Despite the cost savings of reducing personnel and closing pools, ballrooms, restaurants and even entire wings or floors of hotels, a shuttered or scaled-down hotel operation still results in sizable cost deficits. In addition to residual staffing costs, overhead such as electric utilities to keep emergency systems and climate control running, insurance costs, property taxes, brand-affiliated fees and expenses paid to the hotel management companies ring up a daunting bill. For a large city-center hotel with a restaurant and meeting space, this monthly operating loss can run well into the six figures.
Bridging the gap
On eerily quiet campuses today, many universities are grappling with negative cash flow at their owned hotels and with ground lessees who are unable to pay rent. Fortunately for university stakeholders, there are levers to pull to mitigate expenses even further while positioning hotels to thrive when demand inevitably returns.
The first step is expense triage. While many expense reduction tactics are obvious, there are dozens of ways to reduce cash burn even further, including:
- restructuring contracts with brands and management companies to reduce fees
- negotiating mortgage forbearance with lenders
- accessing furniture, fixtures and equipment (FF&E) reserves typically set aside for capital improvements
- pursuing relief from insurance agencies and tax bodies as appropriate.
Employing tactics as seemingly minor as reducing lawn sprinkler usage, optimizing thermostat settings, disabling unused elevators, reducing filtration on closed pools and unplugging unused refrigerators can amount to considerable savings.
Next, hotel owners should prepare for returning demand. By examining data from parts of Asia and Europe that have been successful in reopening their economies, it is evident that lodging demand is ticking upward, albeit slowly. Hotel owners should assess their property management teams’ 2020 and 2021 budgets and perform breakeven analyses to determine the ideal time to begin ramping up property staffing, sales and marketing, and inventory purchases. Owners should enact new, certified cleanliness standards, evaluate introducing novel concepts into their restaurants and outlets, study the competitive hotel inventory, benchmark performance against comparable properties and also against prior economic recoveries, and scrutinize planned capital expenditures.
While short-stay transient demand is likely to return most quickly, group demand emanating from conferences and meetings is likely to greatly lag, potentially until a vaccine is widespread. Hotel management companies today should be prioritizing replacing those blocks of group rooms with other sources of revenues, perhaps through longer-term contracts with airlines or government agencies.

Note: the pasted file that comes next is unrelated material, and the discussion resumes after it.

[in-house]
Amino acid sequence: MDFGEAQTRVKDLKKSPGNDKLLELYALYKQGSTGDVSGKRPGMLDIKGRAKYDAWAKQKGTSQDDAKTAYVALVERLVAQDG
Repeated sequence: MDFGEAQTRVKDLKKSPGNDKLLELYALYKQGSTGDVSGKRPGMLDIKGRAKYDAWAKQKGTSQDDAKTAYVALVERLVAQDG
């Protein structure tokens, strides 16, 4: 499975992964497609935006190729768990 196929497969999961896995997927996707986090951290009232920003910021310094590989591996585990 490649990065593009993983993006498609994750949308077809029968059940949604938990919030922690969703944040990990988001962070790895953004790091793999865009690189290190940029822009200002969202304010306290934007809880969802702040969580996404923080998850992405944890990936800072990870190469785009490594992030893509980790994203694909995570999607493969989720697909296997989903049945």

Furthermore, university hoteliers can benefit from the campus ecosystem in unique ways related to hospitality.
Underutilized ballrooms and restaurants may have alternative uses as study halls, fitness facilities, student lounges, and snack bars. Administrators should evaluate formalizing relationships with campus health systems to augment guestroom demand at university-owned hotels. Universities may also be more influential in directing university-related business to their owned hotels, although relationships with other campus partner hotels must be taken into consideration.
Institutional officials may also need to consider utilizing hotel rooms for COVID-19-related displacement. Some schools are evaluating the prospect of single-occupancy student housing for the fall semester. Owned hotels could be used for overflow capacity, and long-term contracts can also be struck with campus hotel partners who would welcome the steady business, even at discounted rates. Alternatively, many universities are examining saving some of their student housing stock for quarantine situations, should they arise. Hotel room inventory on campus can provide additional flexibility to these schools.
While the pandemic has created unprecedented disruptions on college campuses across the country, and especially within university-owned hotels, administrators have the opportunity to be proactive in leveraging their hotel real estate in new ways while preparing for growth when traditional demand inevitably returns.